Quakers may have revered simplicity as evident in two dresses now featured in the Delaware County Historical Society’s “Chester Arts, Culture and Education Black History” exhibit on display.
Yet, a close look of the deep brown and light olive ankle-length dresses reveals an elegance in design and a demonstration of sewing skills.
The brown Quaker day dress dates to approximately 1800 and belonged to Ann Delany Pennell, who was born in 1767 and died in 1829. Ann Pennell was mother of Edmund Pennell, the noted banker.
Edmund Pennell was president of the Bank of Delaware County when it was incorporated into the Delaware County National Bank. Once the turnover was complete, Pennell became president of the Delaware County National Bank and served from 1864 to 1874.
The other dress, a light olive dress with a pelerine, or a little shoulder cape, was a Quaker wedding dress worn by Elizabeth Jaquette Price, when she married Edmund Pennell on Dec. 26, 1830. Devoid of lace or beading, this wedding dress has elaborate folds on its sleeves and comes with a matching bonnet. Despite the earthy color, it was considered celebratory based on Quaker values at the time.
The Pennell family was renowned in Delaware County. Certainly, there was the banking legacy.
And, the family members were known for being quite well involved in their church communities as well.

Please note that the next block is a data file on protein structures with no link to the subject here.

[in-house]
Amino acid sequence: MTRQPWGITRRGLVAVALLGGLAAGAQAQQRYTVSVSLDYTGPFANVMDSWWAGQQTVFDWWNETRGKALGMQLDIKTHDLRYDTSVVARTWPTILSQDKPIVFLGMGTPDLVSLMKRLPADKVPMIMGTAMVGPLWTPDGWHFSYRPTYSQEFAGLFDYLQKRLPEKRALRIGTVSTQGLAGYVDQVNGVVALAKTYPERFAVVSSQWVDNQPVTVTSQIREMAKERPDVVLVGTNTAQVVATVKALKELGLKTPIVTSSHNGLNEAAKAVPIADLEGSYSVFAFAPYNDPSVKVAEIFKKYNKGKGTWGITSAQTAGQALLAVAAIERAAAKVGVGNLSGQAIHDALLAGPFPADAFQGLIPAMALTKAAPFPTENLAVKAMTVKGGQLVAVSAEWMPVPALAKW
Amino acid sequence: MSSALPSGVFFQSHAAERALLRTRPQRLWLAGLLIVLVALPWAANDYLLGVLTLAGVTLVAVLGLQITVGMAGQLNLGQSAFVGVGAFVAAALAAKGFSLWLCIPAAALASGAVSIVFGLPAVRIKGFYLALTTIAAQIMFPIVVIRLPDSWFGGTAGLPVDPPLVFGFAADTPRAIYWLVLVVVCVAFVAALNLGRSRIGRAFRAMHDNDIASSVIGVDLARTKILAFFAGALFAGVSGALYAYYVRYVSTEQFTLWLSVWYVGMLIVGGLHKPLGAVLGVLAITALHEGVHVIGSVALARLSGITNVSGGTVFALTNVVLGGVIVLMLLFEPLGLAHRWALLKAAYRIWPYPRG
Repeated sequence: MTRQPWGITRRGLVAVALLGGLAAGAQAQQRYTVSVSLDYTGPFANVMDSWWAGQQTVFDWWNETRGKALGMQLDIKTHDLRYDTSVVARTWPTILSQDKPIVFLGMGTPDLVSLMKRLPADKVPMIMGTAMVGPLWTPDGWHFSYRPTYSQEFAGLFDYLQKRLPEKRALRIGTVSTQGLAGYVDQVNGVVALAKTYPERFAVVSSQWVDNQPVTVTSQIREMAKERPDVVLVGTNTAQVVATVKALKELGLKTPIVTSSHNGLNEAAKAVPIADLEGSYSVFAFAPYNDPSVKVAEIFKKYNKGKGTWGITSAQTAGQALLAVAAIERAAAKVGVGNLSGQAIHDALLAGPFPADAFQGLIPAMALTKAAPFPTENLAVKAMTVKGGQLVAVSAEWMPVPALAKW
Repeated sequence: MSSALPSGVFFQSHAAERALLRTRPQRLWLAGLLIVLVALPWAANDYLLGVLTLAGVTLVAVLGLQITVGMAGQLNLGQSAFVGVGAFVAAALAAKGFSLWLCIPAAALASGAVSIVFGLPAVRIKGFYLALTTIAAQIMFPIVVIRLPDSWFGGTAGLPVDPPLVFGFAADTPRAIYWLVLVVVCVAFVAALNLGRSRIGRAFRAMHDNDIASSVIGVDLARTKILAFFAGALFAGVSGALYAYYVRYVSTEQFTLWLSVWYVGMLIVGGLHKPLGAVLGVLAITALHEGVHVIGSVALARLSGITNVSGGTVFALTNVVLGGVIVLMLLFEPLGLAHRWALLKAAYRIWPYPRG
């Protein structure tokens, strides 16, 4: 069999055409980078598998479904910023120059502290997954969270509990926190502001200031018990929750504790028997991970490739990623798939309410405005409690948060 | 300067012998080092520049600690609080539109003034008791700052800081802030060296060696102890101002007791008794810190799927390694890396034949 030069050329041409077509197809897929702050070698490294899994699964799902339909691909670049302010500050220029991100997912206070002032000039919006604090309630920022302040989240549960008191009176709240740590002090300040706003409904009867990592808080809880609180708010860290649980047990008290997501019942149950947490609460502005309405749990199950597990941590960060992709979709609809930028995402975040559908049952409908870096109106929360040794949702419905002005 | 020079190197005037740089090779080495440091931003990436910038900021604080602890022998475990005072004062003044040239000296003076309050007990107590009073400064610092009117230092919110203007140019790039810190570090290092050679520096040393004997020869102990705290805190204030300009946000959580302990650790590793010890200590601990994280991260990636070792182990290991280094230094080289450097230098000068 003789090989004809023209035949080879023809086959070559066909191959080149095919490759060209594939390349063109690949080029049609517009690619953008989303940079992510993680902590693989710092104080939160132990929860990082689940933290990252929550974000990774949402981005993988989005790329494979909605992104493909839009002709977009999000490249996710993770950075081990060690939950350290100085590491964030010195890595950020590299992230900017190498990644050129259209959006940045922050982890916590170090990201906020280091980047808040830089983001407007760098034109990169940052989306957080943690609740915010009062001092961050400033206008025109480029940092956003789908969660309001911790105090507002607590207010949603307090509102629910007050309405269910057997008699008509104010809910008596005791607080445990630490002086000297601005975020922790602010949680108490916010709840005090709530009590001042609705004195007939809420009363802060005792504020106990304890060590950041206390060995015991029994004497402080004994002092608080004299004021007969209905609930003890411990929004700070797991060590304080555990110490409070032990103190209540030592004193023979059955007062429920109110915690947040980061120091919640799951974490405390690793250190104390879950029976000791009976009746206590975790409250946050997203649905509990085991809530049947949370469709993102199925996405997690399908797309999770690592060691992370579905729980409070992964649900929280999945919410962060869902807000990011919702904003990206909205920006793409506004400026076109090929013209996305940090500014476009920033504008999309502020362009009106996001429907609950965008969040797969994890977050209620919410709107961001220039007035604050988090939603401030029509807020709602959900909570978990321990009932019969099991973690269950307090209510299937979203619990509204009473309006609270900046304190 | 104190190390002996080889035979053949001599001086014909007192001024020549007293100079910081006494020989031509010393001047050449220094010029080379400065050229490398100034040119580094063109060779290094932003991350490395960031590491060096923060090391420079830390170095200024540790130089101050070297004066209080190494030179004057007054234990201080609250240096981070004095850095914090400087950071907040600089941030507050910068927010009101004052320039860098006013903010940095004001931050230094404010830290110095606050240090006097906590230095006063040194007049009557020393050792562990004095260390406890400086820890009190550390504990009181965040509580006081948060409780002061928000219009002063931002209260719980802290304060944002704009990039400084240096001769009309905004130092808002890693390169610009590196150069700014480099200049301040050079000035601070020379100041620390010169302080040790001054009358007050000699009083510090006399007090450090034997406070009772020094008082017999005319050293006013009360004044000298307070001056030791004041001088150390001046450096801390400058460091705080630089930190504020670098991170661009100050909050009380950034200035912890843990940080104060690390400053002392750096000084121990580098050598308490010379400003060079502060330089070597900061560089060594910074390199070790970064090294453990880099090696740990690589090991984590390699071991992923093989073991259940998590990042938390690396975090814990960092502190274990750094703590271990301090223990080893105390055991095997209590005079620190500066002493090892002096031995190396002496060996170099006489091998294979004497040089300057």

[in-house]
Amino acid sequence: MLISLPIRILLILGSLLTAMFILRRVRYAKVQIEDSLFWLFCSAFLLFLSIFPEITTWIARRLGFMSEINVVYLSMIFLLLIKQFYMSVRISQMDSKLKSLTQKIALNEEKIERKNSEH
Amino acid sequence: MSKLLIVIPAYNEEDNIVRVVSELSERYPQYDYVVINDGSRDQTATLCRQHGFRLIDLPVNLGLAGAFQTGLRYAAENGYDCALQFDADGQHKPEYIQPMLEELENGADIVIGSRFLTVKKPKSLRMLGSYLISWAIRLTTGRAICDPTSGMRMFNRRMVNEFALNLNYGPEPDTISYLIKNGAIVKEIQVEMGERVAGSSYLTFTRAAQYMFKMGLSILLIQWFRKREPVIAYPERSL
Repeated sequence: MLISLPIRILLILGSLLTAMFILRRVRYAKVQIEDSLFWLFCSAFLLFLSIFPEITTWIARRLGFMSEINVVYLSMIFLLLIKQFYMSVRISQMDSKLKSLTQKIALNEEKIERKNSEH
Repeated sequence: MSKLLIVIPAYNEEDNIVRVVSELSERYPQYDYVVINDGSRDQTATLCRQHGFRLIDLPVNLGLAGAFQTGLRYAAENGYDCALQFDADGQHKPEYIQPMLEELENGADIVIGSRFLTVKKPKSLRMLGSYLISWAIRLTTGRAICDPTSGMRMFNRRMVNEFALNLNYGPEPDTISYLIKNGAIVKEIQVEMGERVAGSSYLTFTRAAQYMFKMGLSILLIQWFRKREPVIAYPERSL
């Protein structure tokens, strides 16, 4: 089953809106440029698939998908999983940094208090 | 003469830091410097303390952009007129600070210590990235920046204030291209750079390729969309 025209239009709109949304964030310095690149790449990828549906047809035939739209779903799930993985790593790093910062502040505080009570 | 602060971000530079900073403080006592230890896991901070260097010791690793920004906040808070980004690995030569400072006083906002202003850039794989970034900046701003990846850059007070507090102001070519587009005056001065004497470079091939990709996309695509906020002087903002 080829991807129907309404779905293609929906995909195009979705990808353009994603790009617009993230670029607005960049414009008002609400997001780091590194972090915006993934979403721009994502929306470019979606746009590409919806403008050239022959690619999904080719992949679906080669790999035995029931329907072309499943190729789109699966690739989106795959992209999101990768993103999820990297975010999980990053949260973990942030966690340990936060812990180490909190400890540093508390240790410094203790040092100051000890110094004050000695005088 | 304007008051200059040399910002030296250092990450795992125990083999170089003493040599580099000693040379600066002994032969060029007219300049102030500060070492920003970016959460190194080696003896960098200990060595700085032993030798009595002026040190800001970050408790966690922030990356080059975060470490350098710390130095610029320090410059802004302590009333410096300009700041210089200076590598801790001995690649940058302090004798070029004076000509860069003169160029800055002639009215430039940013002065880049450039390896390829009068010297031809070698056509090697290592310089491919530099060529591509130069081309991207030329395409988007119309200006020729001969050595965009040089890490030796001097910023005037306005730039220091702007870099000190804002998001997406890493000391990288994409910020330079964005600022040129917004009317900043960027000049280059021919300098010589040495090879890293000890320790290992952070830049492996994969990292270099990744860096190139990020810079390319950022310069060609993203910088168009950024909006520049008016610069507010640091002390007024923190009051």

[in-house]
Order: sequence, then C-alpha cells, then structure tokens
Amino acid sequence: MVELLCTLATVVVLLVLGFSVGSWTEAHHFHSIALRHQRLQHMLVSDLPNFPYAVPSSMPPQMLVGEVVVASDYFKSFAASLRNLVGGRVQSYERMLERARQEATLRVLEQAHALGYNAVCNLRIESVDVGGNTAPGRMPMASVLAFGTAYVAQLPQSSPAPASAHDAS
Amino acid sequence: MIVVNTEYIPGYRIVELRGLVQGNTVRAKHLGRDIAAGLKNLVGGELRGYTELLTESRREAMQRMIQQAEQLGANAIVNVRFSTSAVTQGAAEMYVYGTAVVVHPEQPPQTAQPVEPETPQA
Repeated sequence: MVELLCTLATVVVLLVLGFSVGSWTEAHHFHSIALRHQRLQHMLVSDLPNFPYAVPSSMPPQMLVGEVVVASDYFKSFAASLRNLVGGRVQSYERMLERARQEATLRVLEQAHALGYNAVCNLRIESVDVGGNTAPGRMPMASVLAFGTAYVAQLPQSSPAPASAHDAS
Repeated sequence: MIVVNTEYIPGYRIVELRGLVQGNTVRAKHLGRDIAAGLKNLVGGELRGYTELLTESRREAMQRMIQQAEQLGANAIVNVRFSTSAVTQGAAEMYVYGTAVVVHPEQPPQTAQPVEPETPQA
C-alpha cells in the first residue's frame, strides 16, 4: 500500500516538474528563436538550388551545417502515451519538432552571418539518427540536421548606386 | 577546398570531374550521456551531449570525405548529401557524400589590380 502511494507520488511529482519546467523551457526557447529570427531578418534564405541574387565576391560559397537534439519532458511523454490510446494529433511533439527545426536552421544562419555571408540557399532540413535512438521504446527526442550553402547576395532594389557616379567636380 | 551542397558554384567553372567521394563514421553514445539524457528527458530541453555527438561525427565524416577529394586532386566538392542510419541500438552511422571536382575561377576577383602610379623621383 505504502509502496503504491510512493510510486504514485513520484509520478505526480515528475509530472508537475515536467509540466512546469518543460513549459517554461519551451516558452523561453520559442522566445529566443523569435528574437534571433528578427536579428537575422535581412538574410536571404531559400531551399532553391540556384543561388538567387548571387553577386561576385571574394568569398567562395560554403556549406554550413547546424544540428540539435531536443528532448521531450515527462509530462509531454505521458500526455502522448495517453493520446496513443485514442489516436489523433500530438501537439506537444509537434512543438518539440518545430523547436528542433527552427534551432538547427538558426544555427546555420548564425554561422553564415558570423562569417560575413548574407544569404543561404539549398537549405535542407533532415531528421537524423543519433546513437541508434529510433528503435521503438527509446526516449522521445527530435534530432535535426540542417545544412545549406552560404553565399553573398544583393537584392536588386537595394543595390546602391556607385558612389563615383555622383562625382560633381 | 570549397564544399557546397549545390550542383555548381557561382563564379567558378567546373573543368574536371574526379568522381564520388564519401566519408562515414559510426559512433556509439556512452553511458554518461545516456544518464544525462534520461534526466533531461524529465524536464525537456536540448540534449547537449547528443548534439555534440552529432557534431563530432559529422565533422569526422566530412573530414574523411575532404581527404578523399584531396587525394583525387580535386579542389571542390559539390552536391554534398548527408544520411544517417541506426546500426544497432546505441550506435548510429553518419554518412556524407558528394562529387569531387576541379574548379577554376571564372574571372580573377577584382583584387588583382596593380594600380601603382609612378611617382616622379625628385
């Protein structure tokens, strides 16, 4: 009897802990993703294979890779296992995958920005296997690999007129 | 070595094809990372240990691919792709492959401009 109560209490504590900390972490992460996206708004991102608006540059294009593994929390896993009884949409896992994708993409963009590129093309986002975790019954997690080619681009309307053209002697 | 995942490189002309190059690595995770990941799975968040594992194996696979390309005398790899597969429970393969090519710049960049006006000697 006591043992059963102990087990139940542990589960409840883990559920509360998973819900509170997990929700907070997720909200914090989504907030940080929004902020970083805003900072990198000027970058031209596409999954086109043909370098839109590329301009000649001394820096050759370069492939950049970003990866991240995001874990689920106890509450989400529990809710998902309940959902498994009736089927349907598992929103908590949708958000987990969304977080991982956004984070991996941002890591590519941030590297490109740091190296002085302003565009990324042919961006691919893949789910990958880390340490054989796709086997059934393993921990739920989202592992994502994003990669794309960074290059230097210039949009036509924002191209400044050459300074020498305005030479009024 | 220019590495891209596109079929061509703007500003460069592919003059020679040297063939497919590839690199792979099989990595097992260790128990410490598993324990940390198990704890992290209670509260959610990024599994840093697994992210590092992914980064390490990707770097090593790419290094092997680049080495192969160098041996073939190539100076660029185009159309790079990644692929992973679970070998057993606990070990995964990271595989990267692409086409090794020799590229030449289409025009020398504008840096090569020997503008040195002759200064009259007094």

Both Clara Elizabeth Pennell and Mary C. Pennell made valuable contributions to religious organizations in the city of Chester.
Mary Pennell, who was born in 1848 and died in her 204 W. Seventh St. home in 1926, was a daughter of Edmund Pennell. She was a very active member of St. Paul’s Protestant Episcopal Church and of its Altar Guild.
Clara Elizabeth Pennell was born in Porter Township, Delaware County, Ohio in 1853 to Philadelphia natives Nathan Pennell and Elizabeth Pawling.
Clara and her family were only in Ohio for a few short years before they returned east. In 1850, the family moved to an old farmhouse in Lower Chichester.
Pennell attended the Cedar Grove School in Marcus Hook and then in 1874, moved to Chester with her parents to a home on Edgemont Avenue between 11th and 12th streets.
Here, she became one of the original members of the Children’s Aid Society and taught sewing classes for St. Paul’s Guild.
Clara Pennell also, by the way, had a penchant for dwelling on things of the past.
The Pennell dresses are part of the “Chester Arts, Culture and Education Black History” exhibit now on display at the Delaware County Historical Society Museum, Library & Research Center. The museum is open to the public from 9 a.m. to 4 p.m. Wednesday and Friday; 1 to 6:30 p.m. Thursday; and 9 a.m. to 2 p.m. Saturday. The museum’s telephone number is 610-872-0502. Parking is free on the society lot behind the building or across the street in the municipal lot.
Membership in the Delaware County Historical Society ranges from $10 for students, $27 for individuals to $250 at the patron level. It includes free admission to the society’s Chester museum and library at 408 Avenue of the States, the society newsletter and preferred reservations and discounts for lectures and events. To join, please visit www.padelcohistory.org or call 610-359-0832.
The wedding dress worn by Elizabeth Jaquette Price during her Quaker ceremony in 1830 is on display at the DCHS museum.
This brown day dress was worn by Ana Delany Pennell and is estimated to be from 1800.